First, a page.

Xavier Gens’ Frontier(s) is the crown jewel of “New French Extremity” and an absolute must-watch for all serious horror aficionados. While sometimes described as a French version of The Texas Chainsaw Massacre, that assessment barely scratches the surface of what awaits viewers of Frontier(s). Imagine the best aspects of Texas Chainsaw Massacre, Hostel, and The Descent, throw in more firepower than a Rambo flick—and you’re still nowhere close. And did I mention the Nazis? Frontier(s) is the kind of film that will leave you shaken to the core. Those unfamiliar with New French Extremity should be aware: Films of this subgenre don’t give a damn about happy endings. For the brave, Frontier(s) is an unparalleled cinematic experience.
The House at the End of Time aka La casa del fin de los tiempos (2013)
Country of Origin: Venezuela
The House at the End of Time has been extremely well-received in its country of origin, setting box office records in Venezuela during its 41-week theatrical run. This one’s a mind-bender of a mystery, as well as an examination of how the past can exert influence over the present—and vice versa. Heady themes buried in the subtext revolve around sin, religion, and destiny. Fans of “magical realism” in film and literature will love The House at the End of Time.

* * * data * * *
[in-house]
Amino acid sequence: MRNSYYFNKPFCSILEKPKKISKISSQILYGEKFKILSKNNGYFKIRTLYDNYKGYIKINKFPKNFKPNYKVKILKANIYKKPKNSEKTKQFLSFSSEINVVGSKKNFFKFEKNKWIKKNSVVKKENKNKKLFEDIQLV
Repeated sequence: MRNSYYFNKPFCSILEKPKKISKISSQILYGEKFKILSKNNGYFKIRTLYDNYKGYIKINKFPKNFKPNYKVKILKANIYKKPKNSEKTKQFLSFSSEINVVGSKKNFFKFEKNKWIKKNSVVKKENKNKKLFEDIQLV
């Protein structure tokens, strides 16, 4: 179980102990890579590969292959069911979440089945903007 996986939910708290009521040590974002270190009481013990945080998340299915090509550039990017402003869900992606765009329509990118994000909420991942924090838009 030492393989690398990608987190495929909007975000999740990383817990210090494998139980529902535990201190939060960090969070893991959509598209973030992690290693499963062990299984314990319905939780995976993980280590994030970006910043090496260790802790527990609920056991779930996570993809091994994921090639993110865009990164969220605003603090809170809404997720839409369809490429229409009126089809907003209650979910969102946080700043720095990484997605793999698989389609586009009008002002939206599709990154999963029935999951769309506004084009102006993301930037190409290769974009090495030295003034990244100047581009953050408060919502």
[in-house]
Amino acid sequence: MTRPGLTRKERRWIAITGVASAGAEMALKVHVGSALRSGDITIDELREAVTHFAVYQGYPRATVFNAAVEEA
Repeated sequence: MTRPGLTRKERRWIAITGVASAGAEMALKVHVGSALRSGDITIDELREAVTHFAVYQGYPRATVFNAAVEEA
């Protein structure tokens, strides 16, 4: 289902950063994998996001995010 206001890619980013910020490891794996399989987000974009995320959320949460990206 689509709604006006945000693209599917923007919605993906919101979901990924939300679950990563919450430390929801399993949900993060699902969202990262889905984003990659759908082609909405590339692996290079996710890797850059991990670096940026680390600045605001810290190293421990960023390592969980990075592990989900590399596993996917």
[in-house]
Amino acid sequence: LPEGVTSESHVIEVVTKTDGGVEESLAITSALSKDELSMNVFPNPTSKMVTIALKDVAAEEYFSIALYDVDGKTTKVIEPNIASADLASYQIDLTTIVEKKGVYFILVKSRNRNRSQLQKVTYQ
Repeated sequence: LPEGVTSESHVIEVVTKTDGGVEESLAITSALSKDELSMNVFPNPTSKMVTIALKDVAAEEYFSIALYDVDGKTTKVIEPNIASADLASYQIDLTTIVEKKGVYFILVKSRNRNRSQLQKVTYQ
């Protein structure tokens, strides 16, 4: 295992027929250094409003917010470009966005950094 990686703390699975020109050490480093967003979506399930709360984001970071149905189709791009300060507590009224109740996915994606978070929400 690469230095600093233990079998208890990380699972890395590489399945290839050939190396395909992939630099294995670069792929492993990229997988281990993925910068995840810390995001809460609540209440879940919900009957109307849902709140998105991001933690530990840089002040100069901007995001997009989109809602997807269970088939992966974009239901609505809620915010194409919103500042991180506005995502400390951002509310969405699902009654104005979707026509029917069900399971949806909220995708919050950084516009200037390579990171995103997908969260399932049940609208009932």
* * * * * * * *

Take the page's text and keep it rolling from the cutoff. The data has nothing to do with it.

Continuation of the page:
Left Bank aka Linkeroever (2008)
Country of Origin: Belgium
You definitely need some mental stamina if you plan on tackling Left Bank; this isn’t one of those mysteries that ties up all its loose ends in a tidy bow. But it’s absolutely a riddle worth unraveling. Sidelined track star Marie (Eline Kuppens) moves into her boyfriend’s apartment in Antwerp’s stylish Left Bank for a period of extended recuperation. She becomes obsessed, however, when she discovers the building harbors a sinister history involving pagan sacrificial rituals. What she finds in the labyrinthine basement defies all rational explanations.
Rigor Mortis aka Geung si (2013)
Country of Origin: Hong Kong
Produced by Takashi Shimizu, Rigor Mortis is a tribute to the Mr. Vampire film series and stars many of that franchises’ former cast members. It’s about the creation of a “Geung si”, a reanimated corpse with characteristics of both a zombie and a vampire, common in Eastern folklore. While the storyline is sometimes less than cohesive, Rigor Mortis is relentlessly creepy with just a touch of genuine sentimentality. Brilliant cinematography will keep your eyes glued to the film’s macabre meanderings.
Country of Origin: Finland